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20 November 2019

Could automated immigration enforcement create “the new Windrush” for EU nationals?

Swee Leng Harris

SWEE LENG HARRIS: The government could enforce the “hostile environment” via data sharing between HMRC and the Home Office to target EU citizens without settled status.




Through the EU settlement scheme, the UK government could use digital systems for automatic targeting and criminalisation of European Economic Area (EEA) nationals working and living in the UK. 

EU settlement scheme

The UK established the EU settlement scheme for EEA nationals and their families to apply for immigration status in light of Brexit. If an EEA national has been living in the UK for five or more years they are entitled to settled status — a type of indefinite leave to remain. If they have been in the UK for less than five years they are entitled to pre-settled status — a type of limited leave to remain. The application process is digital-by-default and includes automatic checks of data held by the HMRC and the Department for Work and Pensions (DWP) to verify how long an applicant has lived in the UK. If the UK leaves the EU with a Withdrawal Agreement ratified, then the settled status application deadline is 30 June 2021, or 31 December 2020 if the UK leaves without an Agreement.

The “hostile environment” and data sharing

The “hostile environment” refers to a set of measures in immigration law, as explained by the then Home Secretary Theresa May  in 2012: “The aim is to create here in Britain a really hostile environment for illegal migration”, although the government now calls the same policy the “compliant environment”.

In the UK’s “hostile environment”, it is a criminal offence to undertake activities such as working or renting if you do not have lawful immigration status. Similarly, it is a criminal offence for employers or landlords to employ or rent to someone in the UK without a lawful immigration status. Thus, criminal offences overlay enforcement of civil immigration law in contexts such as banks, workplaces and homes.

The Windrush scandal resulted from the “hostile environment’”— individuals were lawfully living in the UK but didn’t have the documentation to prove their status, so that they lost their jobs and homes, and some were deported.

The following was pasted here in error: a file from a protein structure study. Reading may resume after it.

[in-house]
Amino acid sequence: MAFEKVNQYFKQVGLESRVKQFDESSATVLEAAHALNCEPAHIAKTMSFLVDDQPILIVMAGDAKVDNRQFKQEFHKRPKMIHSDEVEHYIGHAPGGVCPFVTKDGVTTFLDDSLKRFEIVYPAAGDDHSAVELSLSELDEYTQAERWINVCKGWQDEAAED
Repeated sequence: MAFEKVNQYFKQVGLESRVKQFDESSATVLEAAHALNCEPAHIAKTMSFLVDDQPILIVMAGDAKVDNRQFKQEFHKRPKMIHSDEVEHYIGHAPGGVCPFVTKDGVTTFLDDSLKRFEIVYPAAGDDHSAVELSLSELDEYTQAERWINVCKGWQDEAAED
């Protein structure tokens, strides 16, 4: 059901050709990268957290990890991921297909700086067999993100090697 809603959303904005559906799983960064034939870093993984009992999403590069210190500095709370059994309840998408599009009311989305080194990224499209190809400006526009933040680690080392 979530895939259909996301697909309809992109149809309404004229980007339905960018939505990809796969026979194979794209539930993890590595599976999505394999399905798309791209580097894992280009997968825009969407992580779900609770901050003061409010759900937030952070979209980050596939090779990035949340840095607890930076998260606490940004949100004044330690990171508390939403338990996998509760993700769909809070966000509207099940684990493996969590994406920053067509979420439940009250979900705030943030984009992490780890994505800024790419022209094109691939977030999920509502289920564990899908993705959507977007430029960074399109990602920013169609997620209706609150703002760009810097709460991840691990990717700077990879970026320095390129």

The Home Office uses data sharing with other government departments to enforce the “hostile environment”. A recent freedom of information request revealed a memorandum of understanding (MoU) for data sharing between DWP, HMRC, and the Home Office, which commenced in October 2015. Under the MoU, the purposes of the data sharing include “Preventing abuse of immigration control” and “to identify and prevent illegal working”.  The MoU states:

[The] Home Office will issue “nudge letters” on confirmed matches to employers who have been found to be employing an individual after the expiry of their leave to those showing to having been paid in the last month using the Real Time Information (RTI) payment data provided by HMRC

Immigration enforcement using “nudge letters” has not always met high standards of accuracy or due process and fairness. For example, in 2017 the Home Office sent up to 100 letters to EU citizens informing them that they must leave the UK or face deportation in an “unfortunate error” by the Government. The individual who brought the story to light incurred £3,800 in legal costs as a result of one such erroneous letter. In another example, a letter sent in error from an NHS trust to an eight-day-old baby required that she prove her right to healthcare, even though the baby was born in the UK to two British parents.

Automating the “hostile environment” for EEA nationals?

So, what happens after the settled status application deadline? Might employers be penalised for employing any EEA citizens who failed to apply? Employers conduct “right to work” checks at the beginning of someone’s employment. But, after the settled status deadline there would be a change of immigration status for EEA nationals who had not applied, which would have occurred during their employment. Will the government send “nudge letters” to employers identified as employing an EEA national without settled status?

The UK government has been reluctant to set clear policy on what status EEA nationals will have after the settled status application deadline. However, Security Minister Brandon Lewis recently said “If EU citizens have not registered by then without an adequate justification, the immigration rules will apply.”

If the government chooses to enforce the “hostile environment” in relation to EEA nationals, then the government could use data sharing between HMRC and the Home Office to target individuals and/or their employers not on the settled status scheme. The scale and speed of such digital government enforcement should give us all pause for thought, unless there is adequate transparency and accountability to ensure fairness. There must be no room for error when it concerns the livelihoods and families of people who have prior to Brexit lived legally in the UK without concern about their status.

Swee Leng Harris is Head of Policy and Public Affairs at the Legal Education Foundation and a Visiting Senior Research Fellow at the Policy Institute, King's College London.

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